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Hit & Miss Gas Engine Discussion

E85 Ethanol in old engines


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  #1  
Old 01-01-2008, 05:33:40 PM
JAYPF
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Default E85 Ethanol in old engines

ANY IDEAS on e85 and old engines and tractorsjust looking for ideas as just became avalable here thank you
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Old 01-01-2008, 06:03:58 PM
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Fred Van Hook Fred Van Hook is offline
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Default Re: E85

E85 has a high octane. Over 100. These engines were made to run on a lot lower octane (40). It won't hurt to run them on it if you want too. I use lantern fuel (octane 55) but you have to be real careful with moisture.
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Old 01-01-2008, 07:23:25 PM
BDMelon BDMelon is offline
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Default Re: E85

craig,, i was looking for old post on (E85) stuff can not find it,to give to JAYPF For his question & answers to (E85) I know we had a post to this question before
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Old 01-01-2008, 07:34:47 PM
BDMelon BDMelon is offline
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Default Re: E85

HEY thanks jk , for the HELP
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Old 01-01-2008, 08:18:24 PM
Johnny T Johnny T is offline
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Default Re: E85

Well i've heard that with new cars it doesn't get as good fuel mileage and there isn't as much upper cylinder lubrication. So on the lube part I would say stay away.
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Old 01-01-2008, 08:45:25 PM
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Default Re: E85

Some of these old engines where made to run on straight alcohol. Contrary to popular belief, high octane does not produce more power. Higher compression does.
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Old 01-02-2008, 12:03:44 AM
Dennis K. Nash Dennis K. Nash is offline
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Default Re: E85 Ethanol in old engines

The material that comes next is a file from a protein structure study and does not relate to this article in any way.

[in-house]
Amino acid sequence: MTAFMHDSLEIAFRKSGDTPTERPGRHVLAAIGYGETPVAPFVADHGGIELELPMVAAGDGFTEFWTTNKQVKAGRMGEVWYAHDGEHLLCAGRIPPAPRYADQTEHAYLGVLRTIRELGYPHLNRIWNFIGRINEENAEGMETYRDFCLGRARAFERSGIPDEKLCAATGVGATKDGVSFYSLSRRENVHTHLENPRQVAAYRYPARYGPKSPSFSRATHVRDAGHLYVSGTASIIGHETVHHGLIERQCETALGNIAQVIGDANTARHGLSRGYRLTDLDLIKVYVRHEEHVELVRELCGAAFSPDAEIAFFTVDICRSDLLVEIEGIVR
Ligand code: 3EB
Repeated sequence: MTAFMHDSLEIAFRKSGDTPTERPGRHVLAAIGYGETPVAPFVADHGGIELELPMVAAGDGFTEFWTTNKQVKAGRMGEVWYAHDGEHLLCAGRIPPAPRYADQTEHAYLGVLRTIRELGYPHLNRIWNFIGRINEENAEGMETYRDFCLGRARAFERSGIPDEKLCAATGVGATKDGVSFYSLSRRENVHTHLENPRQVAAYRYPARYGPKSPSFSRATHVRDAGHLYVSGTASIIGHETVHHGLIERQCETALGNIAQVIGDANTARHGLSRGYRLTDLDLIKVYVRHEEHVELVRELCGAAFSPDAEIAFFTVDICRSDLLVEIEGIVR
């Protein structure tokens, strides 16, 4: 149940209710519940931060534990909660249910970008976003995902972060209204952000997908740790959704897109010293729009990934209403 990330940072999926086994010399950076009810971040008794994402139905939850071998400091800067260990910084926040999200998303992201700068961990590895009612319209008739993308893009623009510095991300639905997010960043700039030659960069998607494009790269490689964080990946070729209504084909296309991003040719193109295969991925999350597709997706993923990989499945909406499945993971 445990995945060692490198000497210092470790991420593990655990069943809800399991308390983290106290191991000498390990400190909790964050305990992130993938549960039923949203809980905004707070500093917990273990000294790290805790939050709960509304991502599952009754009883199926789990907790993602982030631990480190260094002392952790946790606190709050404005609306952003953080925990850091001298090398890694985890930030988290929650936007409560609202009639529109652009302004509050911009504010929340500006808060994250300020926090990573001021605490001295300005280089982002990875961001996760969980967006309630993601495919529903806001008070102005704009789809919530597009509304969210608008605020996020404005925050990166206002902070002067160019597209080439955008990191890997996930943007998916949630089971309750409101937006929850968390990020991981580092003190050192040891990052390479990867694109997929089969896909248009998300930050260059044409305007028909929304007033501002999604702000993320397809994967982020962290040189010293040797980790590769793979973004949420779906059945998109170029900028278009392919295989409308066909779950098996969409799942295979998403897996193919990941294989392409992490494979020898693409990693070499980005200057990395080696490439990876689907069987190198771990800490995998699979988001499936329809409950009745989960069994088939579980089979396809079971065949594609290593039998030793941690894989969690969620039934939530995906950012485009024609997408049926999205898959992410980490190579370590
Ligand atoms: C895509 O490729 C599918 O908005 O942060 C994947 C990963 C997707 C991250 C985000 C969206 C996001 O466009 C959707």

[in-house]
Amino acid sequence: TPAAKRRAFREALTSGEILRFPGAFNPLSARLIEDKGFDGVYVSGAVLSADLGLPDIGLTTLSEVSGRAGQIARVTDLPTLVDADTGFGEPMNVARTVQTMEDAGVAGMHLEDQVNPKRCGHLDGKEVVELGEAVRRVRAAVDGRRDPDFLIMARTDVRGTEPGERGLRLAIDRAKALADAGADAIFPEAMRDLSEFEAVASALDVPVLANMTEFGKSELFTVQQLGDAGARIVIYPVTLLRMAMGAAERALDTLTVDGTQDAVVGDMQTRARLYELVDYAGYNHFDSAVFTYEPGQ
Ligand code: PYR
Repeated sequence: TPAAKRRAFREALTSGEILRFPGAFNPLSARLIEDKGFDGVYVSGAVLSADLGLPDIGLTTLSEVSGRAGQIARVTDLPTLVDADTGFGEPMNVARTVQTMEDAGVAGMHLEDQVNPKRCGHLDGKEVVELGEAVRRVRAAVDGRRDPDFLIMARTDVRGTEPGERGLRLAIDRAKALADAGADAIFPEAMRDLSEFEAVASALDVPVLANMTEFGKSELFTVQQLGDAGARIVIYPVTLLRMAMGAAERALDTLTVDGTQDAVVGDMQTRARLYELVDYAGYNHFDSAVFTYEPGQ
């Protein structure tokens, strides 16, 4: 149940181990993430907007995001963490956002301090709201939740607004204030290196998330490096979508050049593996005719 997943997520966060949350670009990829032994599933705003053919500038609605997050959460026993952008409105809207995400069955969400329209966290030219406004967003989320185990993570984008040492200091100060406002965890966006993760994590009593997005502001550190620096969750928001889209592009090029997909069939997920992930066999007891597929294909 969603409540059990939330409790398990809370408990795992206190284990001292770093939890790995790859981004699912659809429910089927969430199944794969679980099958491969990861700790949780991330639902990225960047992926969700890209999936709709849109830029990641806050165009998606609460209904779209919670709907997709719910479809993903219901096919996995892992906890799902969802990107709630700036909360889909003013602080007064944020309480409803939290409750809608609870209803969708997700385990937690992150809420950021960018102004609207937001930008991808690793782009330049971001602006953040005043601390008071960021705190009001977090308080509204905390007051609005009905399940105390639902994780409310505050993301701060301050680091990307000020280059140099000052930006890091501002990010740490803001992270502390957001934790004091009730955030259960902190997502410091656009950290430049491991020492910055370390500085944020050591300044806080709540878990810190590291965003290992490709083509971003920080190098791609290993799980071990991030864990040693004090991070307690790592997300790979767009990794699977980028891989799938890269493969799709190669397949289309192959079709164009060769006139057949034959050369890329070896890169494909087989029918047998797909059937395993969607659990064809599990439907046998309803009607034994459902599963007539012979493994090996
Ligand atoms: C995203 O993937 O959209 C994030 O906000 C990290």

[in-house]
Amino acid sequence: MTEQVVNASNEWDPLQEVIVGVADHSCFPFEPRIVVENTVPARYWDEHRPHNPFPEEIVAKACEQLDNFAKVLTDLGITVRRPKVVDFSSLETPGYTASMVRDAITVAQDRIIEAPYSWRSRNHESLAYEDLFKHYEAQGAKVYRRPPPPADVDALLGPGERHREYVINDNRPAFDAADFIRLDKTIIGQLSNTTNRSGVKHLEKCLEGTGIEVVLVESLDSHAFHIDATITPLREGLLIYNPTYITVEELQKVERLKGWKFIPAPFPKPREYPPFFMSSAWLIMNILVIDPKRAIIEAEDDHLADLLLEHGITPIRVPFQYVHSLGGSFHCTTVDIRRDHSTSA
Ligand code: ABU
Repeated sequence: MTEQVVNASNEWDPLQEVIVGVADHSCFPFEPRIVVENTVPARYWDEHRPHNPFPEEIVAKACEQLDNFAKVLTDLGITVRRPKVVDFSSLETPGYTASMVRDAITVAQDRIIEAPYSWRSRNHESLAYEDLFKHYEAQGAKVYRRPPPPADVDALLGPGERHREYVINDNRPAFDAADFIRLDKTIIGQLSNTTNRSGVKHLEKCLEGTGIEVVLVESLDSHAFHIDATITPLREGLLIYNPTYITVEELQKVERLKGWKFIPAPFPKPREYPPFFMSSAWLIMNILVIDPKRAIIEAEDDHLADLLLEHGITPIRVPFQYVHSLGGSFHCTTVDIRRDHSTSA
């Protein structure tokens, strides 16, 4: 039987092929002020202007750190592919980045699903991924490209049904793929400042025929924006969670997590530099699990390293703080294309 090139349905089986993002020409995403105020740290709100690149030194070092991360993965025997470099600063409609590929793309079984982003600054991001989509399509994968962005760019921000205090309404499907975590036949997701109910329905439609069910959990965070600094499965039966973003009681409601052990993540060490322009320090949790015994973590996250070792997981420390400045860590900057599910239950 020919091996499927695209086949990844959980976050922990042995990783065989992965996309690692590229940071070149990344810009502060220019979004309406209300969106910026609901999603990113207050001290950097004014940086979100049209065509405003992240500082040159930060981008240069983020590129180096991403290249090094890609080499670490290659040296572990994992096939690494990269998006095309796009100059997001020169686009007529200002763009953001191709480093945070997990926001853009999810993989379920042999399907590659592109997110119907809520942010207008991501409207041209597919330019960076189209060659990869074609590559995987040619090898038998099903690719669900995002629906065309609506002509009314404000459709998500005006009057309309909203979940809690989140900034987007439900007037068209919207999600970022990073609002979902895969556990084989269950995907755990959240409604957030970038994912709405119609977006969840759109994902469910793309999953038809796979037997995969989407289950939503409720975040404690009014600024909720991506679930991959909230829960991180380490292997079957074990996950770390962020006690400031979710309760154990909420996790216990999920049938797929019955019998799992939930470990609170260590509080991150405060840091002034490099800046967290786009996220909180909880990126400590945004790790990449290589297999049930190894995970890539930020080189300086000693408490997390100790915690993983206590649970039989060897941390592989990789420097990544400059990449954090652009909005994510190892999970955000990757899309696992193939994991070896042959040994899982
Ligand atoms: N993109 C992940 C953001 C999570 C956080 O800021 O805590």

My brother-in-law runs his 1 3/4hp Economy on E85. In this cold weather it requires a lot more choke.
Last summer he was running it and it quit. No compression. We pulled the head (first time for this engine). It was carboned up bad. With a thorough cleaning the compression was restored. Don't know if it was the E-85 or just years of accumulation.
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Old 01-02-2008, 11:50:14 AM
Patrick McNallen Patrick McNallen is offline
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Default Re: E85 Ethanol in old engines

I wouldn't think the E 85 would cause a carbon problem. In fact, I would expect it to deposit very little carbon. It might loosen enough old carbon quickly enough to cause a temporary problem the first time you use it in an engine. E85 most likely has detergent and solvent additives, and I think the ethanol has a natural solvent/hydrating effect on carbon. My main concern about it would be possible corrosion problems in old fuel systems and the fact that it probably goes stale and rotten even quicker than the typical 10-15% ethanol pump gas that is sold today. E 85 would probably need a different (richer) mixer adjustment than gasoline, and I would expect to find that it could cause starting problems in some engines in cold, damp weather. More choking would probably solve that, but if not, you could prime the engine with camp fuel and then run it on E85. The exhaust odor would probably be about as bad as regular gasoline if the E85 has the same amount of "odorant" added to it.
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Old 01-04-2008, 12:35:41 AM
JAYPF
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Default Re: E85 Ethanol in old engines

hay guys thanks for help i figured this was talked about already thanks again
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